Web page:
- The Washington Times - Monday, September 30, 2019

ASHBURN — The Washington Redskins have the worst third-down defense in the league, rank 26th in yards allowed and have given up the second-most points per game. All three statistics encapsulate the team’s 0-4 start — a shock to many within the Redskins, given the defense was supposed to be the team’s strength.

Despite all that, coach Jay Gruden backed defensive coordinator Greg Manusky when asked Monday why the linebacker-turned-coach is still the right man for the job.

Fans have called for Manusky’s firing and the coordinator even faced criticism from his own players last season when former Redskins safety D.J. Swearinger publicly questioned his defensive calls after a loss in Tennessee.

“Greg’s not covering and Greg’s not rushing,” Gruden said. “We have to hold each other accountable and he’s got to make better calls, too. It’s a team game really and I’m not going to put it all on Greg Manusky, I’m not going to blame it all on the players. It’s everybody in this building and we have to get better, we have to fight through it together.

“Making a change at coordinator, still somebody has to go out there and cover. … Whatever you call, somebody’s got to stand up and make a play.”



In the offseason, the Redskins spoke to notable defensive coordinators like Gregg Williams and Todd Bowles — moves some took as a sign Manusky was on his way out. Washington pushed back against that notion, saying the team wanted to add experience to help Manusky.

The Redskins hired defensive backs coach Ray Horton and inside linebackers coach Rob Ryan instead — both have experience as defensive coordinators.

In Sunday’s 24-3 loss to the New York Giants, the Redskins started slow for the second straight week. The Giants scored on their first two possessions, the latter of which was a 13-play, 94-yard drive. Washington started slow against New York and the Chicago Bears in back-to-back weeks.

Washington, though, has been encouraged by its second-half defense. The team went without giving up points after halftime, and Chicago scored on only a field goal in the final two quarters.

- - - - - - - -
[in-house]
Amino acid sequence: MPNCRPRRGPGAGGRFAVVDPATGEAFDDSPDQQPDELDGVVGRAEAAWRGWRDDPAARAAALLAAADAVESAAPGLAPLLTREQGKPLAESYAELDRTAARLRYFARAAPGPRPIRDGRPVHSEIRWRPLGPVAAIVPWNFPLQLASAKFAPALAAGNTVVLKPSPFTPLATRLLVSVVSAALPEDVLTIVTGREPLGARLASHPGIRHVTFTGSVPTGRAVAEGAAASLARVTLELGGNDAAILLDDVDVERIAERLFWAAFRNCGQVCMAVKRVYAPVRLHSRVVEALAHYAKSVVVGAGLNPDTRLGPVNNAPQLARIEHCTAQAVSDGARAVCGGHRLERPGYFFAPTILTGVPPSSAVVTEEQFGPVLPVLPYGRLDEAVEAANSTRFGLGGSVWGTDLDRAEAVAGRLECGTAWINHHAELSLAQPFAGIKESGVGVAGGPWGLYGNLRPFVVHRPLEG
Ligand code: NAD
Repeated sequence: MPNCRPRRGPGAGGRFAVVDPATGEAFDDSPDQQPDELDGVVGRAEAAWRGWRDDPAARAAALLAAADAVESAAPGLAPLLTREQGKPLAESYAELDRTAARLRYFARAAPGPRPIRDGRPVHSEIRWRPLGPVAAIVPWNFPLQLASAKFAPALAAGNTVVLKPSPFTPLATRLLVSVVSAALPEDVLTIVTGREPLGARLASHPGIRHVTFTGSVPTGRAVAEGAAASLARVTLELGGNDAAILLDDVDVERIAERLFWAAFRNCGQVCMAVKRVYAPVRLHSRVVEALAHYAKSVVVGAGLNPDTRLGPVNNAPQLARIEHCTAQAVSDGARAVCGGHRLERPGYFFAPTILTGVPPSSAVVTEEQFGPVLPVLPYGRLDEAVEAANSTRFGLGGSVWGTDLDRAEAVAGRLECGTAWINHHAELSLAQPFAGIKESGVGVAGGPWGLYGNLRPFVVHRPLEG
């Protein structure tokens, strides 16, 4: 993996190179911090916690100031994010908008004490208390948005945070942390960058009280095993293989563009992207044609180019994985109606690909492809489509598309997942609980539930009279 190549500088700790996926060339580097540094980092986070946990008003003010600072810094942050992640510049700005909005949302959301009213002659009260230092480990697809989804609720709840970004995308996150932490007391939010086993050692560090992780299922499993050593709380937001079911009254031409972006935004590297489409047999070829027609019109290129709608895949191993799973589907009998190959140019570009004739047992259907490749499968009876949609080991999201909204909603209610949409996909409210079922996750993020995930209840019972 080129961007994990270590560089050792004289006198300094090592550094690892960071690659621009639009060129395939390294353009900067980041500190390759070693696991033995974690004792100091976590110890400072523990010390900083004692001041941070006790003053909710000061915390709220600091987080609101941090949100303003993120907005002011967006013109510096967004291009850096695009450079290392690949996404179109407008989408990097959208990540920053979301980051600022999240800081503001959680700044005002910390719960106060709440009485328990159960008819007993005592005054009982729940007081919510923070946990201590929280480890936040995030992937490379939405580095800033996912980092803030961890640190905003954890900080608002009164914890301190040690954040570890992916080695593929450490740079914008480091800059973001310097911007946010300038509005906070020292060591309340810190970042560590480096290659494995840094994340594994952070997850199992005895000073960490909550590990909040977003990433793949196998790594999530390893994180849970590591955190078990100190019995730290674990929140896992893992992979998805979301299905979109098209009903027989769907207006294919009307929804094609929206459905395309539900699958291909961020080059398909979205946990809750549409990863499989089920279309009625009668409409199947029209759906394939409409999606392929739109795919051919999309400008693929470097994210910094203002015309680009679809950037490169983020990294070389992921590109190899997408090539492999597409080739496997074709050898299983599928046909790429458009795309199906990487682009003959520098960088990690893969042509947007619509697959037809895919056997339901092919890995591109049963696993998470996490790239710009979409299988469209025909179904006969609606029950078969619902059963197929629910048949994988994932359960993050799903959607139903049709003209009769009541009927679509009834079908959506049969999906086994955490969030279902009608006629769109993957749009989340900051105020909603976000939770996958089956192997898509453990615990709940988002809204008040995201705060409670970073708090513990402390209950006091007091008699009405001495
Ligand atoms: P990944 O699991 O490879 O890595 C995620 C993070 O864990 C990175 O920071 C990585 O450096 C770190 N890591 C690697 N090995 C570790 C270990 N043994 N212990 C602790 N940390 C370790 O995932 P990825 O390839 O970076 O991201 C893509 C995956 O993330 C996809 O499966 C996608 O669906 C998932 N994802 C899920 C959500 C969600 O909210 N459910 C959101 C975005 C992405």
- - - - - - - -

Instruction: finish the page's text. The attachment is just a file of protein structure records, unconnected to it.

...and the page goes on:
That was an improvement from the first two weeks — when the Eagles scored 25 second-half points and the Cowboys hung 17 of their 31 after halftime.

“We just have to make plays,” said cornerback Quinton Dunbar, who had two interceptions against the Giants. “The coaches can only call the plays. They can only do so much. So the plays they do call, we just have to take advantage and make those plays.”

Against the Giants, Gruden said the Redskins surrendered too many big plays.

“They had three or four big plays in that game that really should have been six-yard gains as opposed to 35-yard gains,” Gruden said. “If we can eliminate those and make a team go 75, 80 yards on us and make them work for every inch of grass that they get, we have a chance to be really good.”

Gruden listed two ways the Redskins can improve: Eliminate big plays and get better on third down.

Opponents have converted 63% of their chances on third-down, worst in the league by a wide margin.

Gruden said the Redskins have made strides — Washington forced four turnovers Sunday — but added his team can play better.

“Sometimes it’s somebody different on every time and it is hurting us,” Gruden said. “We’ve gotta all play together as one and I think we’re starting to do that. I think people are starting to have confidence in what we’re calling and how to execute it.

“I feel good about the thought of our defense being great. We’re just not there yet, but we’re getting better. We’ve played four games already, we’ve gotta turn it up quick.”

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